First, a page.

Air dryer desiccant cartridges are typically formed from a number of cup shaped formed sheet metal components which are assembled together and affixed to a load plate which mounts to the air dryer body assembly. A number of distinct chambers are formed in the air dryer assembly which are separated from one another. In the desiccant cartridge, a number of gaskets and elastomeric seals are provided to create the sealed areas. Designers of such articles continually strive for reduced cost and improved quality. Since the desiccant cartridge components are formed sheet metal parts, dimensional variability is also a concern. When the various components forming the desiccant cartridge are assembled, it is important that they generate the appropriate sealing engagement. Since these devices operate in an environment of intense vibration, it is further desired to avoid rattling of parts or relative movement between them. These objectives pose challenges in the design of air dryer desiccant cartridges.
In view of the foregoing, there is a continuing need to develop air dryer desiccant cartridges having improvements in manufacturability, cost and reliability and it is an object of this invention to provide such a device.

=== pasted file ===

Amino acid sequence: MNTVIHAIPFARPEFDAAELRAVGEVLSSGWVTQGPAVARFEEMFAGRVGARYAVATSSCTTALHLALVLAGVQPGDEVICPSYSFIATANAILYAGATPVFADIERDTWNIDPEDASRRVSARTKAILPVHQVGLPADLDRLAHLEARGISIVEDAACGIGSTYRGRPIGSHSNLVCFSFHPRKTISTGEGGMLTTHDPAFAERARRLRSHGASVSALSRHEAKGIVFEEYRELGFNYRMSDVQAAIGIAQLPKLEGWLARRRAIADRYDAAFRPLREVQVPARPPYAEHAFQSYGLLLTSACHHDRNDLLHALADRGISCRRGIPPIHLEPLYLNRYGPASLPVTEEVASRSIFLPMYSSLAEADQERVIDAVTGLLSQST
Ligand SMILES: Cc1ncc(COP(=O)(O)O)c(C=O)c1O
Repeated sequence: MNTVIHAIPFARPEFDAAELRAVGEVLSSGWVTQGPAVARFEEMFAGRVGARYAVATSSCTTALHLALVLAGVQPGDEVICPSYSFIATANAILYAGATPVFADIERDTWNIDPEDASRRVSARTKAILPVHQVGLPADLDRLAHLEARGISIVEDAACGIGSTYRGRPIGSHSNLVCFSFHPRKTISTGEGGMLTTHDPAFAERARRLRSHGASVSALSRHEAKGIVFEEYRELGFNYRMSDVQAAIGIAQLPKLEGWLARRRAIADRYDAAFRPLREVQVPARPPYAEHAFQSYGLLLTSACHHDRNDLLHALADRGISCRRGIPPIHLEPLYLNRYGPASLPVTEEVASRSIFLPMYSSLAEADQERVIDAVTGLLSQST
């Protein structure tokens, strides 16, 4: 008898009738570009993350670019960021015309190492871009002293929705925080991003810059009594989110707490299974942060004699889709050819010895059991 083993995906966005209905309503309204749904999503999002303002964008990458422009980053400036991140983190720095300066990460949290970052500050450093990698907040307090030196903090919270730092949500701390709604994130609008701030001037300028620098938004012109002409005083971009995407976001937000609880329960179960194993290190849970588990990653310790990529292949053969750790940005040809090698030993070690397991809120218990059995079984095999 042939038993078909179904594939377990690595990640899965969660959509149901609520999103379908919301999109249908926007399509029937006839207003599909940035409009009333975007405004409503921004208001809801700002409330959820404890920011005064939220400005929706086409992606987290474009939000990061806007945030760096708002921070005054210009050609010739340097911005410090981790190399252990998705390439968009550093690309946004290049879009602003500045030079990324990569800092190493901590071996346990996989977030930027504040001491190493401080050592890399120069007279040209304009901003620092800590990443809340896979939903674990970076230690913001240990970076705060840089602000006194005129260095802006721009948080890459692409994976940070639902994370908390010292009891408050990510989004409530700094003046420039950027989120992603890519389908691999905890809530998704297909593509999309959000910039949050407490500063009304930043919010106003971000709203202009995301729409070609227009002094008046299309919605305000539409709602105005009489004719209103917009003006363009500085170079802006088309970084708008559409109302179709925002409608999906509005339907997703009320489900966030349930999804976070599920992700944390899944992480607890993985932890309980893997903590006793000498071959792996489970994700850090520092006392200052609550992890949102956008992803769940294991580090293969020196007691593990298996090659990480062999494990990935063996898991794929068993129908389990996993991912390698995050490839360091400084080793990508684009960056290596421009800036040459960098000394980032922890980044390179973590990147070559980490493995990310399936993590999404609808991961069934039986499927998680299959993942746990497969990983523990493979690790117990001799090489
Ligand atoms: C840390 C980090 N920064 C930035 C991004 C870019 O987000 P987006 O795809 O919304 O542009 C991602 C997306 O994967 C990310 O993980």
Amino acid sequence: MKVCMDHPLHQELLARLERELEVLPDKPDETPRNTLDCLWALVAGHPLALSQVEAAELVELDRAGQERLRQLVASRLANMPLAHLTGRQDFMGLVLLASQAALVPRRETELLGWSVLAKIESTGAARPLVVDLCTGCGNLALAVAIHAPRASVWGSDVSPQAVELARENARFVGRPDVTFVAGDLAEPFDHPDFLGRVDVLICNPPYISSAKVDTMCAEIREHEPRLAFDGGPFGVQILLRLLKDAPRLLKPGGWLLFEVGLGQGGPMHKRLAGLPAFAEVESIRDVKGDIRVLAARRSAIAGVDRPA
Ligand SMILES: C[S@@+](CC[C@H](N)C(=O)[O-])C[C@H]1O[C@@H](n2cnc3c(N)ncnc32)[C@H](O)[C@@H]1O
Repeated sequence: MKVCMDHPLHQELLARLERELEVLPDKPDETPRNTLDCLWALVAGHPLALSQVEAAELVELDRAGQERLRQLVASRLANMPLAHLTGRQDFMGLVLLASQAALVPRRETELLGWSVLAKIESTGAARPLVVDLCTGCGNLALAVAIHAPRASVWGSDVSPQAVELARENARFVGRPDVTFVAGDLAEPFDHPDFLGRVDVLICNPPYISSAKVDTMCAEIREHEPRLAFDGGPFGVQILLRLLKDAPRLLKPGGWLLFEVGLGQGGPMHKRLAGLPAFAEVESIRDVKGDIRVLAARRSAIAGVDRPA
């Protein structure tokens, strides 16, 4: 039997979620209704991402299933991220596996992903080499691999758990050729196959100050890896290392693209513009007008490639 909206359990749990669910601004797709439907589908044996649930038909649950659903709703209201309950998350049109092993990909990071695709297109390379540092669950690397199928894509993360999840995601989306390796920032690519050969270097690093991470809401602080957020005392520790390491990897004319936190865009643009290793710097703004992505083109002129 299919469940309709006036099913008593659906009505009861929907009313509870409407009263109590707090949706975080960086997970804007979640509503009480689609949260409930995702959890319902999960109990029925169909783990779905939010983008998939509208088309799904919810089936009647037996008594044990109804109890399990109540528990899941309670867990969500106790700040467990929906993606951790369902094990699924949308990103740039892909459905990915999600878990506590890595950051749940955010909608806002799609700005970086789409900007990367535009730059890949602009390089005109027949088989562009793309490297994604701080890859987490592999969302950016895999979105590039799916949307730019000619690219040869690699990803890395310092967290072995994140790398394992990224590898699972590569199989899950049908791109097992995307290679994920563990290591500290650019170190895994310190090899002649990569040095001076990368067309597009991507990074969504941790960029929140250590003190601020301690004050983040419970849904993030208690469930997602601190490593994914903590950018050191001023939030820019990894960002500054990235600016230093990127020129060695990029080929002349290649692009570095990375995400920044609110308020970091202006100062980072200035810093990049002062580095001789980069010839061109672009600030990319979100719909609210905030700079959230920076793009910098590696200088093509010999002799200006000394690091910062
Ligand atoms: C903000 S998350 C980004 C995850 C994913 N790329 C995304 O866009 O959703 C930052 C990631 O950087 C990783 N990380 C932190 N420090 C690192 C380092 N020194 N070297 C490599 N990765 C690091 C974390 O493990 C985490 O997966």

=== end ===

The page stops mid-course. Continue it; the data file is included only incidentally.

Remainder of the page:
In accordance with this invention an air dryer desiccant cartridge is provided which incorporates a particulate filter which serves a two-fold function. The filter performs the function of ordinary air dryer particulate filters; namely, the absorption of oil and particulates entrained in the air flow stream entering the air dryer. However, in accordance with the present invention, the filter further serves the function of acting as a compressible spacer which fills the end clearance space between the cartridge outer shell and inner sleeve. Compression of the filter can occur to a varying degree, thereby taking up manufacturing variations in the parts of the cartridge. In this manner, the parts are held in a position of sealing and are also prevented from moving relative from one another, avoiding rattling or loosing of parts in use. The filter is designed to have specific compression zone areas enabling the filter to be compressed to a considerable degree in those areas. Since compression of the filter material to a great extent could impair its filtration capabilities, other areas of the filter are designed to not undergo substantial compression during the assembly process, and therefore are available to provide the filtration function.